By Wayne Smith
Cash has always been king in business, but never more so than in the current economic
When we talk about cash in this context we’re referring to the funds we have available to meet ongoing costs. Put simply, working capital.
So what impacts on working capital and how? Dealing with the obvious ones first, profits generate cash, provided they are not all tied up in receivables and stock, particularly
obsolete stock which may never sell, while losses eat into cash.
But what about the less obvious triggers, namely payables and receivables. Movements
in the average days taken to pay creditors or to collect debtors can have a significant impact on working capital.
For example, a business turning over $5m which has debtors taking an average of 50
days to pay, will have a receivables ledger of $685K.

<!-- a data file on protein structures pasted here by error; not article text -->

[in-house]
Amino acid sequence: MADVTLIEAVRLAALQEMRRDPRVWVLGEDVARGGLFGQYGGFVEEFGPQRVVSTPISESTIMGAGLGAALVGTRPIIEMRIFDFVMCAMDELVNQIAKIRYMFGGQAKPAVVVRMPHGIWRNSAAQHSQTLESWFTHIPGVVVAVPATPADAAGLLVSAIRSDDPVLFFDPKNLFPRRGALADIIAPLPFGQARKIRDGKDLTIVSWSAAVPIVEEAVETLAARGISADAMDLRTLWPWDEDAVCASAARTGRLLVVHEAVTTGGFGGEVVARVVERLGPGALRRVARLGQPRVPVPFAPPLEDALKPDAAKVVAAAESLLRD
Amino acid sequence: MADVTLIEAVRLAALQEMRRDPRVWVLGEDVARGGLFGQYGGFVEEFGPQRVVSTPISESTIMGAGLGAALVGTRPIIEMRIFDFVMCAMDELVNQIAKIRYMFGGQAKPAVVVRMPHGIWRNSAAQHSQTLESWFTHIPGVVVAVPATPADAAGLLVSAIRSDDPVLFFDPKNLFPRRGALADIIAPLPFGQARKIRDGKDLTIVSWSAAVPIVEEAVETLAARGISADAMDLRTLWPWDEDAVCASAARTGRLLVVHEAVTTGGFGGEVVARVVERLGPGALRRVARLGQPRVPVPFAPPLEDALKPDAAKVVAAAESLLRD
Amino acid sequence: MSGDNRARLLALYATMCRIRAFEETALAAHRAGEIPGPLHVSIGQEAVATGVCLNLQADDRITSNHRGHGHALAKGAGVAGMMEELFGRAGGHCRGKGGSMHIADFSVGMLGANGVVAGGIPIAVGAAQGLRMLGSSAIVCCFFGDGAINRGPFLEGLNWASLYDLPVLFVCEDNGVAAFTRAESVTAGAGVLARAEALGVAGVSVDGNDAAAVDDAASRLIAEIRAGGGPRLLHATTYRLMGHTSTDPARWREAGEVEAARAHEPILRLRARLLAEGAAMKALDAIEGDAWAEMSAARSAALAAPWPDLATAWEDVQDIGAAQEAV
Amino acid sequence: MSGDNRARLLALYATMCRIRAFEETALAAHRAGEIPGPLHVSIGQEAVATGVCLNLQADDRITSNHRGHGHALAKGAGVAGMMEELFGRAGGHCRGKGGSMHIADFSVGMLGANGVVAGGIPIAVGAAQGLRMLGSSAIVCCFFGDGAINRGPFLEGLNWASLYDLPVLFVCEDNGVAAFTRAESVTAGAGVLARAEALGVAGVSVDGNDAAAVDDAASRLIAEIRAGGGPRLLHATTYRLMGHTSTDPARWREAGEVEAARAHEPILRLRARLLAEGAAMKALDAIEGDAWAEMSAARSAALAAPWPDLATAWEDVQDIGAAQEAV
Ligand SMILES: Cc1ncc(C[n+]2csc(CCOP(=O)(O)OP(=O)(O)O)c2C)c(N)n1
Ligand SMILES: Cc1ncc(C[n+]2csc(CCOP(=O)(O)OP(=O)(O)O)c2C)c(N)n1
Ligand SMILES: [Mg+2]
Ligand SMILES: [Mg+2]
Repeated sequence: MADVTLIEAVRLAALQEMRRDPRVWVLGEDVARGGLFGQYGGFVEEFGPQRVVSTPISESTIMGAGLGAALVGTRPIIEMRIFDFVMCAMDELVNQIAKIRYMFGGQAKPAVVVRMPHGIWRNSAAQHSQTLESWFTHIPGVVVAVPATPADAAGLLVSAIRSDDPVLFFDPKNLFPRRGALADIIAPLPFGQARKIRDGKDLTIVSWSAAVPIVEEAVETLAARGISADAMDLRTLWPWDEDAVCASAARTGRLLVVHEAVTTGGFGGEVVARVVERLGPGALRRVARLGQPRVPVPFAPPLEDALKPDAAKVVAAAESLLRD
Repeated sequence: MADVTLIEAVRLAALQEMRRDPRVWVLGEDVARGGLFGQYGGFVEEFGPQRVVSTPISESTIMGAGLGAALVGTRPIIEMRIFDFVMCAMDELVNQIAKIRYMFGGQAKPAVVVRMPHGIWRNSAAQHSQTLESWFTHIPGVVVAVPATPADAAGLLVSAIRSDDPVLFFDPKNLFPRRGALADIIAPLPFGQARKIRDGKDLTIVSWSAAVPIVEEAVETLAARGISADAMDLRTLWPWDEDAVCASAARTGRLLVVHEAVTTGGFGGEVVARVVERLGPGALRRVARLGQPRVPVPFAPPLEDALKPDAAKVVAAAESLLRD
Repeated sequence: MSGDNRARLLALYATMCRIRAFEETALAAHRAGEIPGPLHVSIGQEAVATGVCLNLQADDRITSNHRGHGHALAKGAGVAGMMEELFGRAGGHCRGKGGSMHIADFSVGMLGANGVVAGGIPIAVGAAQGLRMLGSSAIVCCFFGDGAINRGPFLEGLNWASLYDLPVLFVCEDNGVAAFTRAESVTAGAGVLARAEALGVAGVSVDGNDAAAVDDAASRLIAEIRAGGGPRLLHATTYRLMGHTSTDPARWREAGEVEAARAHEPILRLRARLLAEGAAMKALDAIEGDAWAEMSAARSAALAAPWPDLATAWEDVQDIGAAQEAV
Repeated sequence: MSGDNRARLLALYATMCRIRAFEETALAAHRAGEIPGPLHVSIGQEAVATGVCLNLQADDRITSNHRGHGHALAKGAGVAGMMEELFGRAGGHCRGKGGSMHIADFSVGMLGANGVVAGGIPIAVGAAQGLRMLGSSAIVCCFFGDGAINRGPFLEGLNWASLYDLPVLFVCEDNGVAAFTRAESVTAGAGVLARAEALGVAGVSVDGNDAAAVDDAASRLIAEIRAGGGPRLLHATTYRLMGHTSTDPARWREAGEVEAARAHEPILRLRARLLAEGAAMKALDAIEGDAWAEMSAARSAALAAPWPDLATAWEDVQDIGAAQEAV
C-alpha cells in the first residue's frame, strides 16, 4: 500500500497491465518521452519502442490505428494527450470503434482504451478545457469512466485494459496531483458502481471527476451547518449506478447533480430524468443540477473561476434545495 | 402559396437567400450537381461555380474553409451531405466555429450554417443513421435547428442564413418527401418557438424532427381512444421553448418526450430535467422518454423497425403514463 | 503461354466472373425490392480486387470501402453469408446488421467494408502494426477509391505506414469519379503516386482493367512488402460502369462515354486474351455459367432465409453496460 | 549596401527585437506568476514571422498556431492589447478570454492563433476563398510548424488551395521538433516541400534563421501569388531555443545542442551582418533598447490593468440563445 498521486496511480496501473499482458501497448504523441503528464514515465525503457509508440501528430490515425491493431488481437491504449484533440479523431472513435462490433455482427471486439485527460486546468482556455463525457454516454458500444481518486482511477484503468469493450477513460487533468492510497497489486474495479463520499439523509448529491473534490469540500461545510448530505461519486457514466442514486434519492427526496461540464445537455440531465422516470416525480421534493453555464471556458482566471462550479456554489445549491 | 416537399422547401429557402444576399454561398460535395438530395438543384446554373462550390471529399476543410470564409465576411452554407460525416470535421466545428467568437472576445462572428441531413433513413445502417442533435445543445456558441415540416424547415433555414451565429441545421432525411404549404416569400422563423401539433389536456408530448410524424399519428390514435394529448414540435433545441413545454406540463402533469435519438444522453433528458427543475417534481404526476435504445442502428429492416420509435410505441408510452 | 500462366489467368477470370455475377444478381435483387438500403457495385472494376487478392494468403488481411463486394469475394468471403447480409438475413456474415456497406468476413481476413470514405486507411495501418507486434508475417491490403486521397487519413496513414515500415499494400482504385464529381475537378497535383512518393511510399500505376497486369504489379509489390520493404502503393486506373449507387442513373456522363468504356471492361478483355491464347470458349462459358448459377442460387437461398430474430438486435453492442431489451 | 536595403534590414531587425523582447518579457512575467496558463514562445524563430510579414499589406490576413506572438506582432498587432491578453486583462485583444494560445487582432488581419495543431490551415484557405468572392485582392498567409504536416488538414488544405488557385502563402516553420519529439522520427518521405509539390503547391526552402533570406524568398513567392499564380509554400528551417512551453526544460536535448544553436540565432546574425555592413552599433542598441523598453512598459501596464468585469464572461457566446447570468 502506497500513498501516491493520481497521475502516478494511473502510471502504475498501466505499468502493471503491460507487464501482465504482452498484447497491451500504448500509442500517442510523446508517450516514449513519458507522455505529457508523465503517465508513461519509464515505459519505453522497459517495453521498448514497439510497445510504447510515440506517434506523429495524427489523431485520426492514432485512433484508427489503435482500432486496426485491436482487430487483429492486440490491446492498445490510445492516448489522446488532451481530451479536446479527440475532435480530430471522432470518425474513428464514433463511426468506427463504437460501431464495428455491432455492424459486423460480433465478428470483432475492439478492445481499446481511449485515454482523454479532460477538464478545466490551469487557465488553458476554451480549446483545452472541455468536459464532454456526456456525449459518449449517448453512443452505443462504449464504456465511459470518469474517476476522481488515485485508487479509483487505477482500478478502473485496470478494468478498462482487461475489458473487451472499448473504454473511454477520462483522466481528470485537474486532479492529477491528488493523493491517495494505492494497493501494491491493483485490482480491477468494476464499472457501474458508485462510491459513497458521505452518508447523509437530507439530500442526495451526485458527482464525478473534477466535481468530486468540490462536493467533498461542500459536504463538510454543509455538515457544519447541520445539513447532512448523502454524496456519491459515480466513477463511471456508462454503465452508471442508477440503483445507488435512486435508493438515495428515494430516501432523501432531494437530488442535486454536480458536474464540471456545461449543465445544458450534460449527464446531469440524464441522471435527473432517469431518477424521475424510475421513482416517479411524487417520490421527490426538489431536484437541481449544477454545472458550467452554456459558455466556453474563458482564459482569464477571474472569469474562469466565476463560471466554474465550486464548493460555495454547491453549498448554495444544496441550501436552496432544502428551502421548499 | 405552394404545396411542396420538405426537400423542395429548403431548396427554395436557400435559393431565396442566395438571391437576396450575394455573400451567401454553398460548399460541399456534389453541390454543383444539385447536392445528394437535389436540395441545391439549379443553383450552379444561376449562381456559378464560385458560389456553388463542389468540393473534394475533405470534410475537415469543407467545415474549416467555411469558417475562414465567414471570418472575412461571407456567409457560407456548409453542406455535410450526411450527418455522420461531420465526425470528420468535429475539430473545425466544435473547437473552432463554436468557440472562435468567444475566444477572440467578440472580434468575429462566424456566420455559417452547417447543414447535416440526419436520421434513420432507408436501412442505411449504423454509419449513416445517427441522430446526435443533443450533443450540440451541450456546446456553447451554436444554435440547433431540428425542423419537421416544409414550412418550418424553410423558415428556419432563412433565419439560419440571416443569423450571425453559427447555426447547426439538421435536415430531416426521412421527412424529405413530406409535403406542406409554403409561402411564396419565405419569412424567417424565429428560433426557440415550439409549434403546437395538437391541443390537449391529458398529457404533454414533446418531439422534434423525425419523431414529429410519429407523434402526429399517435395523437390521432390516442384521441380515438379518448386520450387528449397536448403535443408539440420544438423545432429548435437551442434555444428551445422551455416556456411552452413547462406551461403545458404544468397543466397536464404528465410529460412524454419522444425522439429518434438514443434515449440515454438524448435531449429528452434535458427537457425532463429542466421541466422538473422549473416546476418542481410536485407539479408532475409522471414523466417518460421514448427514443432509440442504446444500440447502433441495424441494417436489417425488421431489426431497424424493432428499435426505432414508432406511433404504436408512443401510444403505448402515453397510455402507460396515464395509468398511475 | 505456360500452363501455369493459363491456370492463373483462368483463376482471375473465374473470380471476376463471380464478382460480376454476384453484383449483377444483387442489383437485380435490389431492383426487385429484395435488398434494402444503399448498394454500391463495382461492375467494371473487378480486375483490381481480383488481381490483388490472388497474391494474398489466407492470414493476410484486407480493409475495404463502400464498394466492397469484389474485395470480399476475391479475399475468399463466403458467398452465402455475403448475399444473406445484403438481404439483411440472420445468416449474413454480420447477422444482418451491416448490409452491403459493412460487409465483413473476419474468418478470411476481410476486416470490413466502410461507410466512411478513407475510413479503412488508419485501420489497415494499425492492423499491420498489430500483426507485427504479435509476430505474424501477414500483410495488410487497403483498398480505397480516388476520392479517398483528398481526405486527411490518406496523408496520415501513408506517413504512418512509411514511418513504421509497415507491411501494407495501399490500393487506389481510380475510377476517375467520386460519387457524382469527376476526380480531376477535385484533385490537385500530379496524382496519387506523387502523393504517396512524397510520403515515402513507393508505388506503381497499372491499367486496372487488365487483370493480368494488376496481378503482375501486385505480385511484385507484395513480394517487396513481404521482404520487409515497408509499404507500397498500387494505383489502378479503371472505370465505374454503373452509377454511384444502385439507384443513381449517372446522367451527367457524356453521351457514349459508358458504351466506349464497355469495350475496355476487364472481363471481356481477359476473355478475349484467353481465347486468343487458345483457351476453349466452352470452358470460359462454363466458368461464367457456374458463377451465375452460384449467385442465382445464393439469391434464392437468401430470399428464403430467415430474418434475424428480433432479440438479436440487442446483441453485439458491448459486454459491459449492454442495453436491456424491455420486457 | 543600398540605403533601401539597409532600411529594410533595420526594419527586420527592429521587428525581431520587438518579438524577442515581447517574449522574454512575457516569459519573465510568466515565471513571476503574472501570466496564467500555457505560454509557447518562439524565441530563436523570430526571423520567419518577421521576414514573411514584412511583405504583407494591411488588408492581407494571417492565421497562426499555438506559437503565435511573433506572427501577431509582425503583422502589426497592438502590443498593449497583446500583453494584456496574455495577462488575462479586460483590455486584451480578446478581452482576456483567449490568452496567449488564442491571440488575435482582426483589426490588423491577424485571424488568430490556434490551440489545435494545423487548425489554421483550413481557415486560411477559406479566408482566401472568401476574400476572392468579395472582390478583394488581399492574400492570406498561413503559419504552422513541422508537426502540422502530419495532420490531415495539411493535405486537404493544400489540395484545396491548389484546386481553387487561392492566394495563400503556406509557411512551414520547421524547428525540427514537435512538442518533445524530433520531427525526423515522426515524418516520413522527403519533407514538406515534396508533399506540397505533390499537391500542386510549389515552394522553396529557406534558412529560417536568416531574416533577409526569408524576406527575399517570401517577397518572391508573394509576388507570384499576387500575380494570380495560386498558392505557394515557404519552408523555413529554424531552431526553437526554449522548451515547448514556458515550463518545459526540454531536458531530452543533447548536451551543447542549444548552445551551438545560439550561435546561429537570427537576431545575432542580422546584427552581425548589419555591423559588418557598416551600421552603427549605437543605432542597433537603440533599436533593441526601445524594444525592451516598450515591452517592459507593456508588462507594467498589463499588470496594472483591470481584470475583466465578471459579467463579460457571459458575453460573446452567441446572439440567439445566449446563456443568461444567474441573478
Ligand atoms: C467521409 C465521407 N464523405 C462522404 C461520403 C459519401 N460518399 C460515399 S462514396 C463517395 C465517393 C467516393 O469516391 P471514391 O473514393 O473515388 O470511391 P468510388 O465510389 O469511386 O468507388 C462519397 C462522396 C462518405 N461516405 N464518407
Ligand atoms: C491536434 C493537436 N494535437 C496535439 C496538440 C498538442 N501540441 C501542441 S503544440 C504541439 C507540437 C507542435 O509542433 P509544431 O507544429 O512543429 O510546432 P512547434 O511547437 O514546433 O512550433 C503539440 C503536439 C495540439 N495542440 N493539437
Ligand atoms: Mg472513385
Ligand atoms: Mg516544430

If those debtors took an extra 15 days to pay, the ledger would increase to $893K,
creating a hole in the working capital of $208K.
A logical response might be to slow down on payments to creditors, but that isn’t always
possible and with payables ledger typically being 30 per cent to 50 per cent lower than
receivables, taking an extra 15 days credit off suppliers may only recoup around $125,000.
This is the kind of problem many businesses are facing at the current time and typical
responses range from negotiating increased credit line with new or existing financiers to
running up unauthorised borrowings with current financiers or the ATO.
A much better solution is Cashflow Finance, with a range of facilities available from Confidential Invoice Discounting to Full Receivables Ledger management, businesses
are able to raise up to 85 per cent of the value of their outstanding invoices on a rolling basis.
This minimises the impact of customers taking longer to pay, enabling businesses to keep their own payments up to date, thereby ensuring continuity of supply and labour in these difficult times.
*Wayne Smith is general manager of Cashflow Finance Australia
Ph: 07 3717 1213